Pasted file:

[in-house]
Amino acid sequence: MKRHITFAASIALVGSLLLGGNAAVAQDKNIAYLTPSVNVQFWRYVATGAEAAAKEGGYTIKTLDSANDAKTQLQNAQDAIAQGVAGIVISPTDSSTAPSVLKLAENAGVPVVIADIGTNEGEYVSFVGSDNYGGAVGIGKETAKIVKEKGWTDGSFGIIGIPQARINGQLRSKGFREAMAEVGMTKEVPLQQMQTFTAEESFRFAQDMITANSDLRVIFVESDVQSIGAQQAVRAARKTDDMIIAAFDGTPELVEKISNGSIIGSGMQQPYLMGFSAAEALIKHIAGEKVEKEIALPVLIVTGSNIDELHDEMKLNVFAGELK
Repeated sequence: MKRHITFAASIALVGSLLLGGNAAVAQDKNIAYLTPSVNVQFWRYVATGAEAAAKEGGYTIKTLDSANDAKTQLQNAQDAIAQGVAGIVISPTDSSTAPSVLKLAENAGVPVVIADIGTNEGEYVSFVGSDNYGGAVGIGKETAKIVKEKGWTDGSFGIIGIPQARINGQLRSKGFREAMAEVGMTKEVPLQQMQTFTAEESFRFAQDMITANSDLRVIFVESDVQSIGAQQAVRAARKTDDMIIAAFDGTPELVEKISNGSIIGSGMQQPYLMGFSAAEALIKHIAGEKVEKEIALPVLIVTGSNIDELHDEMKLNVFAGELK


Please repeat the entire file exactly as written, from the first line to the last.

[in-house]
Amino acid sequence: MKRHITFAASIALVGSLLLGGNAAVAQDKNIAYLTPSVNVQFWRYVATGAEAAAKEGGYTIKTLDSANDAKTQLQNAQDAIAQGVAGIVISPTDSSTAPSVLKLAENAGVPVVIADIGTNEGEYVSFVGSDNYGGAVGIGKETAKIVKEKGWTDGSFGIIGIPQARINGQLRSKGFREAMAEVGMTKEVPLQQMQTFTAEESFRFAQDMITANSDLRVIFVESDVQSIGAQQAVRAARKTDDMIIAAFDGTPELVEKISNGSIIGSGMQQPYLMGFSAAEALIKHIAGEKVEKEIALPVLIVTGSNIDELHDEMKLNVFAGELK
Repeated sequence: MKRHITFAASIALVGSLLLGGNAAVAQDKNIAYLTPSVNVQFWRYVATGAEAAAKEGGYTIKTLDSANDAKTQLQNAQDAIAQGVAGIVISPTDSSTAPSVLKLAENAGVPVVIADIGTNEGEYVSFVGSDNYGGAVGIGKETAKIVKEKGWTDGSFGIIGIPQARINGQLRSKGFREAMAEVGMTKEVPLQQMQTFTAEESFRFAQDMITANSDLRVIFVESDVQSIGAQQAVRAARKTDDMIIAAFDGTPELVEKISNGSIIGSGMQQPYLMGFSAAEALIKHIAGEKVEKEIALPVLIVTGSNIDELHDEMKLNVFAGELK